Our role has been recognised as the peak body for nurses in primary health care nurses and we are confident the Federal Government is listening and will make changes based on our submissions and direct feedback.

Kind regards,

Karen Booth

Read our full submission here.

Read the transcript of the Parliamentary Inquiry hearing here.

MBS Review: Benefiting you

Of the more than 5500 Medicare items, 70% of them have remained unchanged and unassessed since they were introduced.

The purpose of the Medicare Benefits Schedule (MBS) Review is to align the list of services funded by the Australian government with contemporary clinical practice. The Review will focus on whether patients are being offered the right service at the right time for the right reason, and whether it will provide them with a health benefit. And yes, it is aimed at enabling Medicare and our health system to sustain itself in the future, for a future population.

A broad consultation of clinicians, consumers and stakeholders has been promised, and individuals can have a say through the online consultation hub.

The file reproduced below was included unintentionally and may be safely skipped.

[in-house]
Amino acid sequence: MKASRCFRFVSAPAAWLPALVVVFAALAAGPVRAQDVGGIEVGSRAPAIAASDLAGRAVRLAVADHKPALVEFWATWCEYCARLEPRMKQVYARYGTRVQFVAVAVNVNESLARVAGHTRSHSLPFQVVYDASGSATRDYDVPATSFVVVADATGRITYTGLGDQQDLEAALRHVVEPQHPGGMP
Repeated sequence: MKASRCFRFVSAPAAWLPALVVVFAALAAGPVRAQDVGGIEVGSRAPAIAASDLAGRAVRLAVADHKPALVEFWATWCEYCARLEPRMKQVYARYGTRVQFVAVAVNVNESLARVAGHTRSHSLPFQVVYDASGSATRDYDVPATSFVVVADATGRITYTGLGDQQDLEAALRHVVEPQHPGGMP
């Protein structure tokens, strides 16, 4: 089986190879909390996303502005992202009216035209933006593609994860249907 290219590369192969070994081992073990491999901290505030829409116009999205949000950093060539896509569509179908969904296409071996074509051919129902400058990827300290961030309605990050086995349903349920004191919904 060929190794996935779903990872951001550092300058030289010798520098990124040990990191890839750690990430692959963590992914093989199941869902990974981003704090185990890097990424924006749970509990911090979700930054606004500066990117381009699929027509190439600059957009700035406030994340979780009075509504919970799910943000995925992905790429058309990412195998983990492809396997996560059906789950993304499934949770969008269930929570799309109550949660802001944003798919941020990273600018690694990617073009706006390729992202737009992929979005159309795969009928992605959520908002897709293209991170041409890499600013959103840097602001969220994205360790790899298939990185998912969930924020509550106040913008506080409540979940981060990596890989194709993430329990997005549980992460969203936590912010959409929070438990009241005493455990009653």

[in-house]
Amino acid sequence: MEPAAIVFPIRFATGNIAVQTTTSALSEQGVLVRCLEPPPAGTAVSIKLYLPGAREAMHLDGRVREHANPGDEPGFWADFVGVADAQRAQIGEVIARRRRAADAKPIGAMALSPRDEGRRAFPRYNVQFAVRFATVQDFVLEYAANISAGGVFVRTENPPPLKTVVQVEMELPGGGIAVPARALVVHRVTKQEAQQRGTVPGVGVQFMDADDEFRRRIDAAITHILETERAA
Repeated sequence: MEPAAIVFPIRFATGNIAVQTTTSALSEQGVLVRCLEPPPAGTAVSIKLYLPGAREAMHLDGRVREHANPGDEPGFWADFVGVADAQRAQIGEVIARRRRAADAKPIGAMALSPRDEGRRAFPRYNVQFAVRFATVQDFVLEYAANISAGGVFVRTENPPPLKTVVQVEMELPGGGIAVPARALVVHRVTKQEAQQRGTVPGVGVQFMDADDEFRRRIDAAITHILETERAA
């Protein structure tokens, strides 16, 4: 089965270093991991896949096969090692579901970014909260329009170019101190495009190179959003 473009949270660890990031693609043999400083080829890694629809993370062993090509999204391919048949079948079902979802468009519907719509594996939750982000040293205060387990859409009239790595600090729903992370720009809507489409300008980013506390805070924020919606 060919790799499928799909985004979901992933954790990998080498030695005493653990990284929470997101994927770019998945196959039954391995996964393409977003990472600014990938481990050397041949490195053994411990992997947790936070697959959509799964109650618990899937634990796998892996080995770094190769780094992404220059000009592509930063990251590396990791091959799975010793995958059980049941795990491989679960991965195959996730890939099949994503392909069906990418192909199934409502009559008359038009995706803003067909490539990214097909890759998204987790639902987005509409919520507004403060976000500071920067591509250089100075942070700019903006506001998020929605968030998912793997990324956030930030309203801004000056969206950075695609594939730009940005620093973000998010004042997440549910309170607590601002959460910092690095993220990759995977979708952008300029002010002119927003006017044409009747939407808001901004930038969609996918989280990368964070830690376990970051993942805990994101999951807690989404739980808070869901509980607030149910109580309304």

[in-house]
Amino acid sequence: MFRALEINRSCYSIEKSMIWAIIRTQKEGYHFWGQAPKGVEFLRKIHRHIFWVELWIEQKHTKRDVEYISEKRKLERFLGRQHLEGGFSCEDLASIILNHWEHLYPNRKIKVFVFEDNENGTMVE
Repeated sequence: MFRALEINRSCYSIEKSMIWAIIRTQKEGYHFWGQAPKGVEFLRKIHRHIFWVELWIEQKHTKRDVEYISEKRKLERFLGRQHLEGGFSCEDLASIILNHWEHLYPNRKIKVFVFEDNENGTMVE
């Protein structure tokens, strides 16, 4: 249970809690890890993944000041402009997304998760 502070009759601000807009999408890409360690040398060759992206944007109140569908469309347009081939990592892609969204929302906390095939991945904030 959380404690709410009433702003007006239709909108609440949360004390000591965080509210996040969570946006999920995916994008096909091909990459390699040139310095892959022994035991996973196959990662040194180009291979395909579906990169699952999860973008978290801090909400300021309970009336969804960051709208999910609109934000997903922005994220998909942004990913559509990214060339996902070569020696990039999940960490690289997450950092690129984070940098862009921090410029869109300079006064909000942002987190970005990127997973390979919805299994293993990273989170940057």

At APNA we believe this is a priority for the primary health care sector, our members and the Australian public. Primary health care nurses are in the perfect position to ensure we are supporting the delivery of modern, patient-focused care.

As your President, I encourage you to stay active and engaged in the ongoing review of the MBS.

The increase in public health spending is in proportion the rising costs of chronic disease and an ageing population – two areas APNA is heavily focused on – and this will continue to swell if we fail to review regularly to test the response against the demand of the Australian population health needs.

Investing in primary health care and prevention is the smart fiscal move, to keep people well and out of hospital.

Hear the reasoning behind the Review from Chair Professor Bruce Robinson.

And Health Minister Sussan Ley writes It’s time to fix our healthcare system for doctors and patients.